I once took a class in precision machine design taught by MIT mechanical engineering professor Alexander Slocum. He was very free with offering up his knowledge and I especially enjoyed it when he referred to the world’s shared engineering knowledge base as “The Borg.”
He wasn’t wrong. Teaching and passing on knowledge is a cornerstone of engineering.
If you stop and think about it, the engineering knowledge base goes all the way back to the first protohuman who showed someone else how to make a sharp point by whacking a certain type of rock in a certain way. We’ve built every bit of understanding of the natural world on that early foundation.
(By the way, a great book on this subject is “Ideas, A History of Thought and Invention, from Fire to Freud” by Peter Watson)
Throughout my own career I’ve always enjoyed teaching and mentoring young engineers.
Mechanical engineering and machine design requires an interesting combination of knowledge, creativity and skill. Young engineers begin by studying applied physics in school to gain a deep and thorough understanding of Newtonian solid mechanics. Then they learn to apply that knowledge in the physical world through technical training.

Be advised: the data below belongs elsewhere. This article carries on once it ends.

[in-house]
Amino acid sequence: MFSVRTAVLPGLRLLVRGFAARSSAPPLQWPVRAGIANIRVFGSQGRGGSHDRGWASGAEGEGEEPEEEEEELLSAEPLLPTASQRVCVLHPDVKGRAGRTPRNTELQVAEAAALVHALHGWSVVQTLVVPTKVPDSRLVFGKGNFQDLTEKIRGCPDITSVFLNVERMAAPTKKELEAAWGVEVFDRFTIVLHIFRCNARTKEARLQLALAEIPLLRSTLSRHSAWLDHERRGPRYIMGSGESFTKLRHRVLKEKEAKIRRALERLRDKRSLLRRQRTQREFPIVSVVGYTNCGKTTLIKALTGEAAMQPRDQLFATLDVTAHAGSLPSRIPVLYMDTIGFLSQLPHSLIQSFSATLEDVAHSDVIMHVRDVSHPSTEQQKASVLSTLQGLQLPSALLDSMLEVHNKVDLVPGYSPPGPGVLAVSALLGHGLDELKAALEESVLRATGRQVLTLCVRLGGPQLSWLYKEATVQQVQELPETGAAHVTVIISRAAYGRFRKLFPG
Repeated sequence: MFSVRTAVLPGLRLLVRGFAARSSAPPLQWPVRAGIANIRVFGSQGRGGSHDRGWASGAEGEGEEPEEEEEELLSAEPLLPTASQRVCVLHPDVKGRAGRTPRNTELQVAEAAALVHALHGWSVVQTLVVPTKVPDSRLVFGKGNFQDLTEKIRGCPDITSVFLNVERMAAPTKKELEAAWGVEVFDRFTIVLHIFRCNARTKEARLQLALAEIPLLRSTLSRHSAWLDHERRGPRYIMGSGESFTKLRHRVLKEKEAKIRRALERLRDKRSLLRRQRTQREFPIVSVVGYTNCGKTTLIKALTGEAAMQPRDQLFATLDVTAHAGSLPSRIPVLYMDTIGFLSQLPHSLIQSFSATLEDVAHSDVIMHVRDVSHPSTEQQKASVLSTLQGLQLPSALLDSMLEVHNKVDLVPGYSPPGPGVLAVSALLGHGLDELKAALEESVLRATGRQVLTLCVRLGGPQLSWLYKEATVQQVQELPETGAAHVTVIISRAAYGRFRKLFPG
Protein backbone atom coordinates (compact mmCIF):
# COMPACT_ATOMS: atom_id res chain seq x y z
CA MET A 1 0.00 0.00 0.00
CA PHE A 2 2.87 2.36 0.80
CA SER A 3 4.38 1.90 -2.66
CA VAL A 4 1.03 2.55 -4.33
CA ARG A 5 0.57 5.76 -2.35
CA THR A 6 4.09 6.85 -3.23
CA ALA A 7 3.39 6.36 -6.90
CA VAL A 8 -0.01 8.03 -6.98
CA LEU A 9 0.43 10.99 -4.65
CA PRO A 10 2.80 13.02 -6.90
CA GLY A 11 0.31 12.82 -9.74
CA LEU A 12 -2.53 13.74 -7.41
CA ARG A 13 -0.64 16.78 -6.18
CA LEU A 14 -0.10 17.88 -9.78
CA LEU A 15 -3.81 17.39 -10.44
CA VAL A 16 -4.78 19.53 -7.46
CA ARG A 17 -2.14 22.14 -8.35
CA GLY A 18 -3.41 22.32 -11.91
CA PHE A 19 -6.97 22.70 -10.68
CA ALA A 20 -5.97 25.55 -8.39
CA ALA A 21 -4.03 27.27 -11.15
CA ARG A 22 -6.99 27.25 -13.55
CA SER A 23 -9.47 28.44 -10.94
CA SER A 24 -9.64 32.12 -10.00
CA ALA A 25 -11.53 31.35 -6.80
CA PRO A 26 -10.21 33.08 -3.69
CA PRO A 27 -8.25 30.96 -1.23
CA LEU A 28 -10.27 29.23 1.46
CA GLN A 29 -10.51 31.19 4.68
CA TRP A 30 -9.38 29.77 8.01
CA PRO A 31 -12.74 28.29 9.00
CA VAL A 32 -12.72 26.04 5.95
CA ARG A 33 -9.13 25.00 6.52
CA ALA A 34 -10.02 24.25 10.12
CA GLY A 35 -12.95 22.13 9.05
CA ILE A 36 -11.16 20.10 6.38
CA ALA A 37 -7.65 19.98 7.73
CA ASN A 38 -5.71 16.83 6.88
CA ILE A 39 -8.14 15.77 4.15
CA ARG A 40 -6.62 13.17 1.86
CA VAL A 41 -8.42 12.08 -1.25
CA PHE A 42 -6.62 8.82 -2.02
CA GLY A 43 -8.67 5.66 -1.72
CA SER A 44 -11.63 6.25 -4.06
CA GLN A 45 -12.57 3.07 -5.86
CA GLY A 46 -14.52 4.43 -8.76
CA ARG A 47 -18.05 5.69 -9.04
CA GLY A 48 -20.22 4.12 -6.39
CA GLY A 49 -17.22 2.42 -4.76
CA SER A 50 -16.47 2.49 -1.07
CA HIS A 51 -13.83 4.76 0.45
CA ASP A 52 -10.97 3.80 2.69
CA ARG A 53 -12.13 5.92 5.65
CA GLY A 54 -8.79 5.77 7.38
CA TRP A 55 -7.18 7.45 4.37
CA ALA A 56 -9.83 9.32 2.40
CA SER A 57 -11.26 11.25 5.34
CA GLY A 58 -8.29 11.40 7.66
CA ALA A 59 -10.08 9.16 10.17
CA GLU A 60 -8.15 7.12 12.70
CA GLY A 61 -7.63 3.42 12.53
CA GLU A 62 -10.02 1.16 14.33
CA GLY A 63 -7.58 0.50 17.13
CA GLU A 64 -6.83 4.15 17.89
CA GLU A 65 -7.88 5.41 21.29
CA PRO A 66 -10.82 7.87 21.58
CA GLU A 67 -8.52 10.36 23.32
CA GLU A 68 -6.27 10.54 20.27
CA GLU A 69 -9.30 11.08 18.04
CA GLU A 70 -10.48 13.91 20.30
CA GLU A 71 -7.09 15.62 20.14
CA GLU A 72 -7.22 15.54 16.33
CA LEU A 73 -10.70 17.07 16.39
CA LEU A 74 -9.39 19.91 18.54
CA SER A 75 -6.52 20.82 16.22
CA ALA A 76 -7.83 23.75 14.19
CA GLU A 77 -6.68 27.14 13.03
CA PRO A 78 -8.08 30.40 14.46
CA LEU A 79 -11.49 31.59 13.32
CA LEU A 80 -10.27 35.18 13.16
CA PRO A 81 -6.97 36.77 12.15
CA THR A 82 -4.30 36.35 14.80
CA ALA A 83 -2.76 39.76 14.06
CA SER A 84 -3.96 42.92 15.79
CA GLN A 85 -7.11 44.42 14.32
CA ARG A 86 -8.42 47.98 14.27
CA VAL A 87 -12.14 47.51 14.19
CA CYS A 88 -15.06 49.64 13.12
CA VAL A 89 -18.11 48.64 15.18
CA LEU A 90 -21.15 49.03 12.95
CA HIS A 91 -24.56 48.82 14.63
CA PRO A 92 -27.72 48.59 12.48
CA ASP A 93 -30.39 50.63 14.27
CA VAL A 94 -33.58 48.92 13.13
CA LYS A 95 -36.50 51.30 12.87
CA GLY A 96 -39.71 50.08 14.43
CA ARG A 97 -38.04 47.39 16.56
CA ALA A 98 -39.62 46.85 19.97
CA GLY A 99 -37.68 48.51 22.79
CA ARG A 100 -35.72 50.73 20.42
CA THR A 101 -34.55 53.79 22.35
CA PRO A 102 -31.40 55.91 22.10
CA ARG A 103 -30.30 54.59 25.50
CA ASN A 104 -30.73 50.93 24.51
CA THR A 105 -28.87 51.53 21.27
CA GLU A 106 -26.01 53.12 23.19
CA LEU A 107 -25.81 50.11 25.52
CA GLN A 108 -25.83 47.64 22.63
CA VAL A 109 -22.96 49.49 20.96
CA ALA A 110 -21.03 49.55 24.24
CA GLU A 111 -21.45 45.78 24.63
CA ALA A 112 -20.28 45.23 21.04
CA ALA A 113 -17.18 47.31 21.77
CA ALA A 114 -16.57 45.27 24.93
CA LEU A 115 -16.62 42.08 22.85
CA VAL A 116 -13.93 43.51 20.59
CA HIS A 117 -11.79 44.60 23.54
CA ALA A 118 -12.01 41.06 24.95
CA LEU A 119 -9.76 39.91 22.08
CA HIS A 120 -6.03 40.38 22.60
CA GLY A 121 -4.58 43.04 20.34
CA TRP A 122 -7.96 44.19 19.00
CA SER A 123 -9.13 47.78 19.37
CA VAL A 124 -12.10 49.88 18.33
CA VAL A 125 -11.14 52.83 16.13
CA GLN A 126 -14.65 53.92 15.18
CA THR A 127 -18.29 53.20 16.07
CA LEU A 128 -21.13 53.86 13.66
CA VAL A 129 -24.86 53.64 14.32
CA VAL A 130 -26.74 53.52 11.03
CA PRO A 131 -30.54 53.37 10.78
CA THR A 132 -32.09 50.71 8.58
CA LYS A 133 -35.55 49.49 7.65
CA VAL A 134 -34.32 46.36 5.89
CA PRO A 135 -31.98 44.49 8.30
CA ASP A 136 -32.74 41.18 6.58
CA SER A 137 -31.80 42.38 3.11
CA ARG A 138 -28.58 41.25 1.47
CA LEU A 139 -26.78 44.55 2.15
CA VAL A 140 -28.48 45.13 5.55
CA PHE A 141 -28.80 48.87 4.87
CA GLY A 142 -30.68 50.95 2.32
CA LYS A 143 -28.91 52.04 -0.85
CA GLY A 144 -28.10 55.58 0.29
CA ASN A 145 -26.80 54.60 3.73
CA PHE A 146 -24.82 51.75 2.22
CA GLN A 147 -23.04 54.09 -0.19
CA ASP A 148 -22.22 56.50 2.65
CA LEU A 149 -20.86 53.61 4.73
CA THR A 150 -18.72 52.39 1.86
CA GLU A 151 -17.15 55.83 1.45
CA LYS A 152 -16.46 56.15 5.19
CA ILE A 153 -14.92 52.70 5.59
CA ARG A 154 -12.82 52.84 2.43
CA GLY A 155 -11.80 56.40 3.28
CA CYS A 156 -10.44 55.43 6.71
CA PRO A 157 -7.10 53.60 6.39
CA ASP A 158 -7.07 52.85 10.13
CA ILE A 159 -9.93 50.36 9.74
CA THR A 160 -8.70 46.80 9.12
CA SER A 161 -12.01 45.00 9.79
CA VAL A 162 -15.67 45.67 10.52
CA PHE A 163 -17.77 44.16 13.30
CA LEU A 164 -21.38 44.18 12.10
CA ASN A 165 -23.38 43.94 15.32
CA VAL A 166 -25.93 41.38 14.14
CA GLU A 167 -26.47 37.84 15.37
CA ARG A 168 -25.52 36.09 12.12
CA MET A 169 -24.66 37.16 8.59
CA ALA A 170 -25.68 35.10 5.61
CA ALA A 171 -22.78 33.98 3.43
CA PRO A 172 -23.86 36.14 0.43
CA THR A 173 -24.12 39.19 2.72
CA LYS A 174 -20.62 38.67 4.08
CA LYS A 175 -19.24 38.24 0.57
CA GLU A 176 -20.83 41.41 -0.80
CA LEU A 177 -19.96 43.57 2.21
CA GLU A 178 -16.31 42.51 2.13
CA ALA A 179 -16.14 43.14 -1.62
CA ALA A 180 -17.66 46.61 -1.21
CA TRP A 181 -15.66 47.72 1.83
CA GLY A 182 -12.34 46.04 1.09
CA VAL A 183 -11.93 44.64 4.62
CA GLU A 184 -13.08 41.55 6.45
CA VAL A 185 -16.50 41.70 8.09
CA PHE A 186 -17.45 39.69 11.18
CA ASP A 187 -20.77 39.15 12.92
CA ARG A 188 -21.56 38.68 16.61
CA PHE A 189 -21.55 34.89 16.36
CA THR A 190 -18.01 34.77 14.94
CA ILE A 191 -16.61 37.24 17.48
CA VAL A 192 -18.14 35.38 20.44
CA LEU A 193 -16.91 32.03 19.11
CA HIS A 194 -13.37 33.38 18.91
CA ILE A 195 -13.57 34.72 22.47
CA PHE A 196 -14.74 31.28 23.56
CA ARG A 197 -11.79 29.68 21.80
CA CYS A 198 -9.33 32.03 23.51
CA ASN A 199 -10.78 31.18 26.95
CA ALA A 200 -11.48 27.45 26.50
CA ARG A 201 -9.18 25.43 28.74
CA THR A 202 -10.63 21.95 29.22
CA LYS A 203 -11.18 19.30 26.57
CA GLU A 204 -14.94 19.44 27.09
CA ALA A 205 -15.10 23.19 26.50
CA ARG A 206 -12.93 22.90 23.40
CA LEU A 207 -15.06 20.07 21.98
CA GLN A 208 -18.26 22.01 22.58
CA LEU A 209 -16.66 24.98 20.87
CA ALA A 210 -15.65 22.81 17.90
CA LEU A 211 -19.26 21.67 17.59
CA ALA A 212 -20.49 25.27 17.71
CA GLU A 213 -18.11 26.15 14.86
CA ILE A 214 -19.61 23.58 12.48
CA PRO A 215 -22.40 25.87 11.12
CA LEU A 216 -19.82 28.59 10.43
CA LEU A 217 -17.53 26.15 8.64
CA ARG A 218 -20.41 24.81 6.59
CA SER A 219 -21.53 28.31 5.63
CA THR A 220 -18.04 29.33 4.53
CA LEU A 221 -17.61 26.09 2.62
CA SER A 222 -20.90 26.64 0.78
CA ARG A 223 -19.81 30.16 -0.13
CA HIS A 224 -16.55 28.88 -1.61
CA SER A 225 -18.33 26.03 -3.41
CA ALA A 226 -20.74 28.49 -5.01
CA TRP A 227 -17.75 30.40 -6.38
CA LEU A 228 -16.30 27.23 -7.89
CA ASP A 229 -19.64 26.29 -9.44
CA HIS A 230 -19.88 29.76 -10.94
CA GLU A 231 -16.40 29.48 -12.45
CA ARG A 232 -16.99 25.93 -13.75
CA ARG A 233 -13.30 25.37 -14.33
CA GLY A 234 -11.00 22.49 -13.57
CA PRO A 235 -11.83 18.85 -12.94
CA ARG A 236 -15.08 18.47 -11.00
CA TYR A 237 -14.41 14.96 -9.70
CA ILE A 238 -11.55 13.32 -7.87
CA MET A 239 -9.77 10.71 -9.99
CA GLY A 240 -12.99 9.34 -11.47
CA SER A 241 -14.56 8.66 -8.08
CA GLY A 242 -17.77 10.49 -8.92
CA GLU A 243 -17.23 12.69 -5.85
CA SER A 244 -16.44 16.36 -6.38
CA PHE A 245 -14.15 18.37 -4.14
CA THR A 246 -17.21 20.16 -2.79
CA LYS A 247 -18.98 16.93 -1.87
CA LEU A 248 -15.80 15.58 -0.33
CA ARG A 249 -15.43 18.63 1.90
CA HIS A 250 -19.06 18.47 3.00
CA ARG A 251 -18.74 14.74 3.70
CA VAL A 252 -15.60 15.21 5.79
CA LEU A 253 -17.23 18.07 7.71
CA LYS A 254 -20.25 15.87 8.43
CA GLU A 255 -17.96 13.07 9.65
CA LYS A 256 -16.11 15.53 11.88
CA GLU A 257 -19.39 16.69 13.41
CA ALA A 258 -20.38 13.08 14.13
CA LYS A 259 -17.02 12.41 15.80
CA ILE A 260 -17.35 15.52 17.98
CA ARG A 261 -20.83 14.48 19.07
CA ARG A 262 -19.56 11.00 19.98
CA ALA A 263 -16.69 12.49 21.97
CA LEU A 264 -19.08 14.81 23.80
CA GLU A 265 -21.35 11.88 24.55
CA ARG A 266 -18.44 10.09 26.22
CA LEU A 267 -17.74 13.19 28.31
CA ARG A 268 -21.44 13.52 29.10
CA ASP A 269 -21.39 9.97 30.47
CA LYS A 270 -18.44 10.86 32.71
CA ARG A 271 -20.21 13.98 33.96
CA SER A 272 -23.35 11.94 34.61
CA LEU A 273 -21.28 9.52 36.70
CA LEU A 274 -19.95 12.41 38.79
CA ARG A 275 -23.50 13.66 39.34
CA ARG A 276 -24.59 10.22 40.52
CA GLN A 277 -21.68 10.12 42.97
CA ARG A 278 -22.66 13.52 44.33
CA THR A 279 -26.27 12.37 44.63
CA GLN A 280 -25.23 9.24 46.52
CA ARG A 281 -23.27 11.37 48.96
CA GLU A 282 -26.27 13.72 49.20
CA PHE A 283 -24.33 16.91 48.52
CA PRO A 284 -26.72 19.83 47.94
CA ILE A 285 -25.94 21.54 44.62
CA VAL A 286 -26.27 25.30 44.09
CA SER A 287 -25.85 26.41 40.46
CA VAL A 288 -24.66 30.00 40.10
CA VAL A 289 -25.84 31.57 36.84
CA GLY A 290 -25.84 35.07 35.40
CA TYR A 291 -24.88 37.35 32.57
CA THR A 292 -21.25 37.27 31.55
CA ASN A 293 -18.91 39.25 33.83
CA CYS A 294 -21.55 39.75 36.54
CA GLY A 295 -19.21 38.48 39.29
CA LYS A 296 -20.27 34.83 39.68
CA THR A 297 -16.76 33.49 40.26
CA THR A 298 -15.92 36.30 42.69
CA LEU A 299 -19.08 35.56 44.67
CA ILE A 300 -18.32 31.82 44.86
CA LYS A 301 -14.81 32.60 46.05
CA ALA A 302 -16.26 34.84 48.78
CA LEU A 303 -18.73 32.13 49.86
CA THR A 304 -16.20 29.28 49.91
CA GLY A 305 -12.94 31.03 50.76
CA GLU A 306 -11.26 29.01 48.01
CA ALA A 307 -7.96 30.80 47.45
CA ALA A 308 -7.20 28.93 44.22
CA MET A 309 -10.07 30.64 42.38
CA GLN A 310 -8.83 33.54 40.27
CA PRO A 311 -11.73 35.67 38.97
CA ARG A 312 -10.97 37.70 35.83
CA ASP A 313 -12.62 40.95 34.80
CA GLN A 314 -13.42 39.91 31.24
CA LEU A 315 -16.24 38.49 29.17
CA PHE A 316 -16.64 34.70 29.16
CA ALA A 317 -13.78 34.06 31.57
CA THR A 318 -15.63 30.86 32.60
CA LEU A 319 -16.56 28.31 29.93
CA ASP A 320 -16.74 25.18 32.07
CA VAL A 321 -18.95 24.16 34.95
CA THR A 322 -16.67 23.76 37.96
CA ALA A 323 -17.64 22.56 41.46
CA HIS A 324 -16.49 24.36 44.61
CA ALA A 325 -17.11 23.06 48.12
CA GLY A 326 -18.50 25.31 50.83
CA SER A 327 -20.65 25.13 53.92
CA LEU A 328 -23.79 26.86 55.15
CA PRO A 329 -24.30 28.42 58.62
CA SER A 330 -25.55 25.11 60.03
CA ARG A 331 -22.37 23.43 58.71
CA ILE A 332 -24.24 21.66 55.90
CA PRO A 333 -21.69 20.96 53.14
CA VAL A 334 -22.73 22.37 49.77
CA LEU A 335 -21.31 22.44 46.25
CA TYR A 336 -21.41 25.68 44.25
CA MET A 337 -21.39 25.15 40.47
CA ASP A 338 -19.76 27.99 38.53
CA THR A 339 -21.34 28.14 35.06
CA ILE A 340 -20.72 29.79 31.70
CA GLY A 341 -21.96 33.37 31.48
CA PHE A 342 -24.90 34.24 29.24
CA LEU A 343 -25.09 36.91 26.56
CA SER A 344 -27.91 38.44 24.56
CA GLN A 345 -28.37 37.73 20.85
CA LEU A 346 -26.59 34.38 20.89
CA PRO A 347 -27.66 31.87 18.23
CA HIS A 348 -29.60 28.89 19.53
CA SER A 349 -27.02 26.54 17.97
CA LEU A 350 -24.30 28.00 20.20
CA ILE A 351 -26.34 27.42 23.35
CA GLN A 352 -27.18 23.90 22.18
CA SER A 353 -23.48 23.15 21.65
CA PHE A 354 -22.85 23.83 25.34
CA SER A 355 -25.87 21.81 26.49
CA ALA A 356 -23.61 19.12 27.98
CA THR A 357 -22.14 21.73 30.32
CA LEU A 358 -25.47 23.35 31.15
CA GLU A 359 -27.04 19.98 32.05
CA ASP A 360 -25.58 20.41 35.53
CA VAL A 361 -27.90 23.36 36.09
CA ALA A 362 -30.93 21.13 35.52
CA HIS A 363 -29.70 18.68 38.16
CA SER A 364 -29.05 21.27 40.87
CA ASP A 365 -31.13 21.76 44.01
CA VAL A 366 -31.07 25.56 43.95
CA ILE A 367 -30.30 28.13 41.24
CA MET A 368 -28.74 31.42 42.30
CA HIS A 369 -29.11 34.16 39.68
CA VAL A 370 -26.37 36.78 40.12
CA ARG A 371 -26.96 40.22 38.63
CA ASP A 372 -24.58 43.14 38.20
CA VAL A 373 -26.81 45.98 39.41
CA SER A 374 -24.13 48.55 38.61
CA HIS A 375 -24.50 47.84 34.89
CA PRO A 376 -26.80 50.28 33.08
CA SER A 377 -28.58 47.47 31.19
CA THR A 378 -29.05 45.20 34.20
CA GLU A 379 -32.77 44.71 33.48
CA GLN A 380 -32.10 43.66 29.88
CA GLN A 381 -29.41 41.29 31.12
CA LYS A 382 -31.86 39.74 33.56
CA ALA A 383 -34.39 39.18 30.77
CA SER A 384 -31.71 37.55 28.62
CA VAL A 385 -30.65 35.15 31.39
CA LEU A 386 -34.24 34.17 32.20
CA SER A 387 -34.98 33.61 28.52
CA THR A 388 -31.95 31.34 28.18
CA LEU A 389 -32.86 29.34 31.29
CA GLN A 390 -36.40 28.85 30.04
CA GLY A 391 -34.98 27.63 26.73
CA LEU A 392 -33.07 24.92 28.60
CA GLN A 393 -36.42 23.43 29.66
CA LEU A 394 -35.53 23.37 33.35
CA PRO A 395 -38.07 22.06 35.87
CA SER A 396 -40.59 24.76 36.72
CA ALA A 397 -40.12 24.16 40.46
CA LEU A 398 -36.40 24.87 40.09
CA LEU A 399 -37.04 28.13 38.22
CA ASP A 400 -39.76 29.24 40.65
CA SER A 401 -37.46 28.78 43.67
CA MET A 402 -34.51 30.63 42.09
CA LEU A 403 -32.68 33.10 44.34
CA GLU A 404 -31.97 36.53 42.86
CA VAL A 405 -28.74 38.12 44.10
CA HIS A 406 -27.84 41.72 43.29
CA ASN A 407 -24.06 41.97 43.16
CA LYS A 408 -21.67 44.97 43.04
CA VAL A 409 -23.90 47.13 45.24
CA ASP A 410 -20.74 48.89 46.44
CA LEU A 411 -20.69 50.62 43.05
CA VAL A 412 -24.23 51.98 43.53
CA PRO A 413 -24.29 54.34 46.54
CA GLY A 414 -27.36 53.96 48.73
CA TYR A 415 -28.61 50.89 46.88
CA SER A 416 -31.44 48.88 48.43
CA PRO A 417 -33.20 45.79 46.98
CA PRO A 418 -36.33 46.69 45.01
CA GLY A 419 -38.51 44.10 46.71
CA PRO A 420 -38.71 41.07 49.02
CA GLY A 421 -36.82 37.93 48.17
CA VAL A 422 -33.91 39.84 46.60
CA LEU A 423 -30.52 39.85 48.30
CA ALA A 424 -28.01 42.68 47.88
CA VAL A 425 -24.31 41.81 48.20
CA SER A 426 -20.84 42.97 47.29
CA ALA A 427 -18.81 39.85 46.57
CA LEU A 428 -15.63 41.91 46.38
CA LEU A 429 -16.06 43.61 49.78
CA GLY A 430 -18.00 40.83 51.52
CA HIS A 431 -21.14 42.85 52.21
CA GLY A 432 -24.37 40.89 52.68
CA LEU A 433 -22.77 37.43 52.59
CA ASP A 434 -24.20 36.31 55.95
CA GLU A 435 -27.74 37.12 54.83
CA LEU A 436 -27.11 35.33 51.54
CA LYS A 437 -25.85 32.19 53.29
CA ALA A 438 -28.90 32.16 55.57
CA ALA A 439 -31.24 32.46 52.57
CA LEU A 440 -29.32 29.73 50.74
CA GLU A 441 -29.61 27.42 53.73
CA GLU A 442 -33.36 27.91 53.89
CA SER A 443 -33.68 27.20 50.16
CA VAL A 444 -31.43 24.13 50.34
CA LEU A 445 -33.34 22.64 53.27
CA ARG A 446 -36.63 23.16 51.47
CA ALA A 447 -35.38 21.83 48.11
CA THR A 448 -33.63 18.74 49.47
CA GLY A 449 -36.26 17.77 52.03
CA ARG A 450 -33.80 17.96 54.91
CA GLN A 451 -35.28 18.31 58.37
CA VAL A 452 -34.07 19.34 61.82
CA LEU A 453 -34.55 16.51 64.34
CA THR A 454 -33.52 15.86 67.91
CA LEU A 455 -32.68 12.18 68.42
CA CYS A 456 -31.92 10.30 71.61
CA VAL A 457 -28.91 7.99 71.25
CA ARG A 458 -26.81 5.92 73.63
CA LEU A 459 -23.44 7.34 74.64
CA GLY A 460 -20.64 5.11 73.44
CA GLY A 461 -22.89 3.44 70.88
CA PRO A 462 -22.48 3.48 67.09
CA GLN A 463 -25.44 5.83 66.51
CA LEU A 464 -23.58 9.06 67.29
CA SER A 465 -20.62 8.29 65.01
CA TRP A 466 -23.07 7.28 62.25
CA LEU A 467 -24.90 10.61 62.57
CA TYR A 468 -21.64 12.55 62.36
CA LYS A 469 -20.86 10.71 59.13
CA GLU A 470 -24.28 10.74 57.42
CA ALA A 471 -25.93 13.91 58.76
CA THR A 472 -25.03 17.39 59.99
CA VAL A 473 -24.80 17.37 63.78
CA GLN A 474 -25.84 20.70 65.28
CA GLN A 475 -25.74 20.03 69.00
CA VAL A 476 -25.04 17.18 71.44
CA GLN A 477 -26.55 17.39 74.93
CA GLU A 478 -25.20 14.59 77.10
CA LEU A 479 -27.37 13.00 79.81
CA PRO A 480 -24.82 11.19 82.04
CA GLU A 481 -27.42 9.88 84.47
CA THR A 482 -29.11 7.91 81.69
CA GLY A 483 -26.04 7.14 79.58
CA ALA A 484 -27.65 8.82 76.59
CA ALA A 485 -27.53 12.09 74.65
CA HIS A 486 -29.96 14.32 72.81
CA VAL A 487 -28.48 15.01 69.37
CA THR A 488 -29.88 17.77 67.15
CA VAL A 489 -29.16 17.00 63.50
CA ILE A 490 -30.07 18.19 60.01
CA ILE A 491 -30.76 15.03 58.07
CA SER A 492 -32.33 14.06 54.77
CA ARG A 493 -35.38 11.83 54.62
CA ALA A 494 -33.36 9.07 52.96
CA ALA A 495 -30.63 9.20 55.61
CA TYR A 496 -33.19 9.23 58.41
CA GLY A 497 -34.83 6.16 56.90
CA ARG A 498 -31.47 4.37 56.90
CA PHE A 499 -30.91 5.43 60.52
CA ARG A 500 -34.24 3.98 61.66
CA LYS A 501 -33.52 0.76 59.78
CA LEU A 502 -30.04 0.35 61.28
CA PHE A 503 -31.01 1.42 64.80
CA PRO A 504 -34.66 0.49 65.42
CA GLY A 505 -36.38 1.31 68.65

At Altman Browning, we take the learning a step farther because we believe good machine design engineers need to know how to build the machines they design. All of our engineers get their hands dirty.
I spend most of my time at a computer these days writing specifications and proposals or searching the web for one thing or another for projects. I break up my day by walking out to the shop floor and watching the machines being built.
Most of the machinery we build is one off or short run and so the engineers do much of the building themselves. Since we primarily hire recent engineering grads, these folks are really sharp entry-level engineers but have little hands-on experience.
When I walk through, I always stop to offer advice on how they can do their work more efficiently. After showing a green engineer a new way to do something I will often joke: “Man, that old guy sure knows some tricks, doesn’t he?”
My goal is to pass on every trick I know before I get out of here. The Borg is calling.
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How do you pull a stuck 6-inch diameter hardened steel pivot pin out of a million-pound navigational lock gate when you are out in the field? This is the kind of challenge we live for at Altman Browning. Most days, I work at our office doing de...